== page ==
The Australian Incident Monitoring Study. Cardiac arrest--an analysis of 2000 incident reports

Anaesth Intensive Care. 1993 Oct;21(5):626-37. doi: 10.1177/0310057X9302100523.


Eighty-seven cases of cardiac arrest from the first 2000 incidents reported to the Australian Incident Monitoring Study were reviewed. "Cardiac arrest" was taken to include patients who were either pulseless or had electrocardiographic asystole or ventricular fibrillation. Cases were grouped by primary cause--drug administration (19), vagal stimulation (16), hypoventilation (15), bleeding (13), anaphylaxis (6), direct cardiac stimulation (4) and miscellaneous (14). Overall, 20 patients died (23% of the 87 cases); all of these were in the hypoventilation, bleeding, or miscellaneous groups (4, 9 and 7 patients, respectively). Cardiac compression was performed in 66% of patients; 20% were defibrillated; adrenaline was given to 42% and bicarbonate to 3%. There was a clear anaesthetic cause for 46% of this series of arrests, and with hindsight, a preventable factor was present in over half (58%) of these. Preventative strategies regarding staffing, equipment, policy and procedures are suggested.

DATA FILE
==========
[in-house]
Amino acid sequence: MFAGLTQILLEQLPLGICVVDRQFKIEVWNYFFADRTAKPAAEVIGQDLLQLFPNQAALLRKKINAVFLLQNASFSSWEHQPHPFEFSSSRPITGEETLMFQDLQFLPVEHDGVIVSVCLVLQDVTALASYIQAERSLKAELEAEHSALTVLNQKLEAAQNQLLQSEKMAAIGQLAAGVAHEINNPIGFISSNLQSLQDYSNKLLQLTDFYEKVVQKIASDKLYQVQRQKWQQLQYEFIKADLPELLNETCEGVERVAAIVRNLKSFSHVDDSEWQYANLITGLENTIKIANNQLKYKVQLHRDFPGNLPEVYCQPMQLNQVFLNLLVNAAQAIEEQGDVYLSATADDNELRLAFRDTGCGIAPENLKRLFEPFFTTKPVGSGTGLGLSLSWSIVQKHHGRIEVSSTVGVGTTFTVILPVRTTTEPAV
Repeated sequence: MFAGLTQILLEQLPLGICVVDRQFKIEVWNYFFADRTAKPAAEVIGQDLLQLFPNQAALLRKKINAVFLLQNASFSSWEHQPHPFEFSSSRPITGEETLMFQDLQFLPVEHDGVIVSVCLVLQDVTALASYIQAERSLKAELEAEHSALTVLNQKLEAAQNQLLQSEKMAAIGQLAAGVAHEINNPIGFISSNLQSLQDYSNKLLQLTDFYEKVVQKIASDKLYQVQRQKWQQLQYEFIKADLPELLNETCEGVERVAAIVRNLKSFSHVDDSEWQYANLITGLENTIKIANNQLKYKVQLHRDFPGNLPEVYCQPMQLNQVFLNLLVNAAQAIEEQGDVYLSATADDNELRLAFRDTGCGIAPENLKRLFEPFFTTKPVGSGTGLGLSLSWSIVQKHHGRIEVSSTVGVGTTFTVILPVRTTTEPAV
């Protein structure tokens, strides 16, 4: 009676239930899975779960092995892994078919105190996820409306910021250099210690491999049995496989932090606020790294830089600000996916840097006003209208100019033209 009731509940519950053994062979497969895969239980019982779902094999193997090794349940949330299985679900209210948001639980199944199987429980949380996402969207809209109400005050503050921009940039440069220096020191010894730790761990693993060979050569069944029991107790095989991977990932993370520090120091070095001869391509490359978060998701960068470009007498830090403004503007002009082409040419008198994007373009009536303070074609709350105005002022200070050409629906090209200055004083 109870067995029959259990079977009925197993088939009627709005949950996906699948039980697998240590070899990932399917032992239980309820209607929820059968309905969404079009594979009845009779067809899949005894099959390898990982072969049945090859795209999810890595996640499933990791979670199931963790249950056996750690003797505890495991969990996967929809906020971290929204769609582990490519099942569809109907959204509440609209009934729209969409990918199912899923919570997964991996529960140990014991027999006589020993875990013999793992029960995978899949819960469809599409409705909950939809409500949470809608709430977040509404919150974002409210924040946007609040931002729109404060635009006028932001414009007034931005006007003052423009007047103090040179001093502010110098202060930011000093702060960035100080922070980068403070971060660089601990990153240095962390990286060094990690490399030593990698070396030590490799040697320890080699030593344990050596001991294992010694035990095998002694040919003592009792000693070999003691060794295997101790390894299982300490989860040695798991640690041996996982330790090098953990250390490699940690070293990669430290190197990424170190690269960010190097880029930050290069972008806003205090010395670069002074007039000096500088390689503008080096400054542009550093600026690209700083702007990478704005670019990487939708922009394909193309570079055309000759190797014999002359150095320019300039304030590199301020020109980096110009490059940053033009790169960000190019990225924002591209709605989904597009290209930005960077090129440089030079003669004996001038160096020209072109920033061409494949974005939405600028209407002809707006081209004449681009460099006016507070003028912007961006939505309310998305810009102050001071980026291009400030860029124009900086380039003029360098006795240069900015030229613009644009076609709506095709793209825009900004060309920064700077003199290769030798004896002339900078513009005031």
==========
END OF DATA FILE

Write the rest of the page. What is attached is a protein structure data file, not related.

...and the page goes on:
MeSH terms

  • Anesthesia / adverse effects*
  • Australia / epidemiology
  • Heart Arrest / etiology*
  • Humans
  • Incidence
  • Risk Management / methods*